SAGD stands for Steam Assisted Gravity Drainage. It makes oil easier to recover. What has SAGD to do with Markov chains? That’s what I want to discuss in this blog! I was into consulting at Fort McMurray long before Markov chains were strung together. I have worked with applied statistics since the 1960s. It would seem that geostatistocrats have forgotten that geostatistics converted Bre-X bogus grades and Busang’s barren rock into a massive phantom gold resource. I applied Fisher’s F-test to prove that the intrinsic variance of Bre-X’s gold was statistically identical to zero. No if or buts! The Ontario Securities Commission and the Toronto Stock Exchange set up a Mining Standards Task Force to protect mining investors. Canada’s most gifted geostatisticians got this task force to work without Fisher’s F-test. What boggles the mind is that the mining industry took to Stochastic Mine Planning with Markov Chains! It’s but one more flavor of geostatistics.  It was bred at Stanford University and put to work at McGill University. Geostatistocrats need not assume spatial dependence between measured values in ordered sets. CPUs crunch numbers overnight and stochastic mining plans pop up in the morning. It’s Markov’s gift for those who are not into counting degrees of freedom!

Here are a few notes on SAGD Reservoir Characterization Using Geostat: Application of the Athabasca Oil Sands, Alberta Canada. Its authors are Jason A McLennan and Clayton V Deutsch. The latter may well remember that once upon a time at some event we shook hands. What he does not remember is one-to-one correspondence between functions and variances. It is impossible to score a passing grade on Statistics 101 by stripping the variance off the distance-weighted averages AKA kriged estimate! So I decided to look up what Clayton V Deutsch had been taught where, when, why and by whom. He earned a BSc in Mining Engineering at the University of Alberta in April 1985. Next, he got a Mac in Applied Earth Sciences (Geostatistics) at Stanford University in April 1987. Finally, he was granted his PhD in Applied Earth Sciences (Geostatistics) at Stanford University in June 1992. Now how’s that for kriging out loud!

I had mailed on November 14, 1990 a copy of Sampling and Weighing of Bulk Solids to Professor Dr R Ehrlich, Editor, Mathematical Geology. Here’s what he wrote on October 26, 1992: “Your feeling that geostatistics is invalid might be correct”. Attached to his letter was Professor Dr A G Journel’s response. The Editor’s letter and Journel’s response are posted on my website. Journel pointed out,”I’ll leave it to you to decide whether this letter should be sent to J W Merks; however, I strongly feel that Math Geology has had more than its share of detracting invectives”. Journel’s circular logic was a brazen tour de force.

I want to show what McLennan and Deutsch didn’t do in this SAGD study before putting in plain words  who set the stage for Markov chains, when, where and why.

Top Surface and Bottom Surface: Realization 50

These figures show Northing and Easting coordinates and sets of measured values for top and bottom surfaces. What comes to mind when I look at such plots are door-to-door peddlers of days gone by. They would walk such that the shortest distance is covered when each and every door is called on but once. Today’s door-to-door peddlers are into saving souls. And I’m into peddling on-line.  My eBook on Sampling and Weighing of Bulk Solids has been posted. Foremost on my mind is Metrology in Mining and Metallurgy. But I tend to slow down a bit when voodoo science drives me up a hanging wall!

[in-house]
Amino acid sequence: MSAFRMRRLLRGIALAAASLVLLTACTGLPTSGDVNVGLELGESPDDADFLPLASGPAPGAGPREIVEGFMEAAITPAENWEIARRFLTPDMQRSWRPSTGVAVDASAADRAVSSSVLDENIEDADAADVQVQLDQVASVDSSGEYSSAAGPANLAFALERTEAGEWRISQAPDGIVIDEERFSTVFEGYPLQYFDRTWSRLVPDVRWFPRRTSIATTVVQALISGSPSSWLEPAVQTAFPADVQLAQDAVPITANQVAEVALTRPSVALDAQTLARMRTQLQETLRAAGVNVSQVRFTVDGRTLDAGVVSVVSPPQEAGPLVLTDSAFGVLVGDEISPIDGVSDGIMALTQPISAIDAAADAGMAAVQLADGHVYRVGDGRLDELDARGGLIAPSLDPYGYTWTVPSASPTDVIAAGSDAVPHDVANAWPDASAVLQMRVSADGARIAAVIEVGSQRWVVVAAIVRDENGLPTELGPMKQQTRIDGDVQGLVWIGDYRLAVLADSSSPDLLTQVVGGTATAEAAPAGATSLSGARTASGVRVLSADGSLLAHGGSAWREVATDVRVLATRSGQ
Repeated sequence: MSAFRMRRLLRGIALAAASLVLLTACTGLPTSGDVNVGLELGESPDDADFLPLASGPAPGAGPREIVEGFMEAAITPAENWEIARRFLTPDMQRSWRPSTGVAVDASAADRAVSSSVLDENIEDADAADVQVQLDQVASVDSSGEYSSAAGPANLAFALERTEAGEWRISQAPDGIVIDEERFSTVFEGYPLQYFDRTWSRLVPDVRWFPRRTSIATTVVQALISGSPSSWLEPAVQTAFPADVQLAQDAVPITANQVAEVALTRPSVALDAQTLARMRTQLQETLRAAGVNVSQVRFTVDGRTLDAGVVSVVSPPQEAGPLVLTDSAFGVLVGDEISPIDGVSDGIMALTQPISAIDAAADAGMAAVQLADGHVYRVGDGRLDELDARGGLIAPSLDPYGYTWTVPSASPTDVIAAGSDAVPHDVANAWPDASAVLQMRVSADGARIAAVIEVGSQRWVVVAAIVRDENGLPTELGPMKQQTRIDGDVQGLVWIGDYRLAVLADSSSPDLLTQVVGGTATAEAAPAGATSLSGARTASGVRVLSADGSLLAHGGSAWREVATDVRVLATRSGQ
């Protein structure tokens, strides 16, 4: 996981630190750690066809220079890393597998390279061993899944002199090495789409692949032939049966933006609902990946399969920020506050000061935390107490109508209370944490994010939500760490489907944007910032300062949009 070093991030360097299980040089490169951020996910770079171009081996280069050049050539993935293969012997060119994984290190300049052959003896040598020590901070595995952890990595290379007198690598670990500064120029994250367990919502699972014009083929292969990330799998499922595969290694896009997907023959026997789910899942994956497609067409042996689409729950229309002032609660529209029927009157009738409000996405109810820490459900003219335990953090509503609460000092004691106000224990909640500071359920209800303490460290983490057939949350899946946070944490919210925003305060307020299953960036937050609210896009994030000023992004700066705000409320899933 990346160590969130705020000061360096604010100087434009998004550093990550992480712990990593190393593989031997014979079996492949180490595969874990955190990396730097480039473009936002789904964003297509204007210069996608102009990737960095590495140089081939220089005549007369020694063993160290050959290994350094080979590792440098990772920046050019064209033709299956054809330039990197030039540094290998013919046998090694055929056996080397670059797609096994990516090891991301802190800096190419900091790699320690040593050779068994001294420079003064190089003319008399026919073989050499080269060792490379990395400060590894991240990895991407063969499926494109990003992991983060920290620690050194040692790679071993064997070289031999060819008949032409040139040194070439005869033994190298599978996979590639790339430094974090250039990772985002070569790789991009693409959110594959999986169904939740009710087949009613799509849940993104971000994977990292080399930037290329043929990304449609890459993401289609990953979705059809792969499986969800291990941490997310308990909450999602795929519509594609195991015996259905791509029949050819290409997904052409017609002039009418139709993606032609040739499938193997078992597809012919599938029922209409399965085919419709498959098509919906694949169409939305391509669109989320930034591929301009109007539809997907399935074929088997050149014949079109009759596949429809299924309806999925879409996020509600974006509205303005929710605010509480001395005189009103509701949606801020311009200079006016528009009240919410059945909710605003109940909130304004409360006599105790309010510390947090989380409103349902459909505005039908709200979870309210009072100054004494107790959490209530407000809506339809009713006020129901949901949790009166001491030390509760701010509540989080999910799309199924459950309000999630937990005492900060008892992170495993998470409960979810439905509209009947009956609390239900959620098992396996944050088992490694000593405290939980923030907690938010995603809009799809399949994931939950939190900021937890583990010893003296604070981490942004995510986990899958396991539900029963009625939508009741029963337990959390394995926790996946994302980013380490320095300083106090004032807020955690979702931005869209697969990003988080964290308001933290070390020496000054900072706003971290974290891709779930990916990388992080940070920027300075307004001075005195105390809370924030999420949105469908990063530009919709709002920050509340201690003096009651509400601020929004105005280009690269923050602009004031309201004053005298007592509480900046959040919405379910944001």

SAGD Reservoir Characterization with Applied Statistics

A spreadsheet template with SAGD statistics will be posted on In due course I’ll show how to derive the mass of oil in each block and the variance of that mass. The same method can be applied not only to in-situ ores and oils but also to mined ores and oils. All it takes is to put the additive property of variances to work. Neither Markovian chains nor Matheronian geostatistics have a role to play in mineral exploration and mining.

David’s 1977 Geostatistical Ore Reserve Estimation shows in Figure 203 on page 286 a set of sixteen (16) points. Each point is a function of the same set of nine (9) holes. One-to-one correspondence between functions and variances dictates that each point does have its own variance. David on page 323 points to the infinite set of simulated values and ponders how to make it smaller. Journel and Huibregts 1978 Mining Geostatistics on page 308 points to a zero kriging variance. None of these geostatistocrats got into counting degrees of freedom!

Here’s what Dr Isobel Clark acknowledged in the Preface to her 1979 Practical Geostatistics“And finally to AndrĂ© Journel and others at Fontainebleau who taught me I know about the theory of the Theory of Regionalized Variables". It was Dr Clark who taught that each distance-weighted average AKA kriged estimate does indeed have its own variance. Stanford’s Journel didn’t know simply because Matheron didn't know. It was Matheronian thinking that has messed up ore and oil reserve estimation all over the world. A few mining giants are sold on Markov chains. Canadian regulators do not know which end of a Markov chain is up!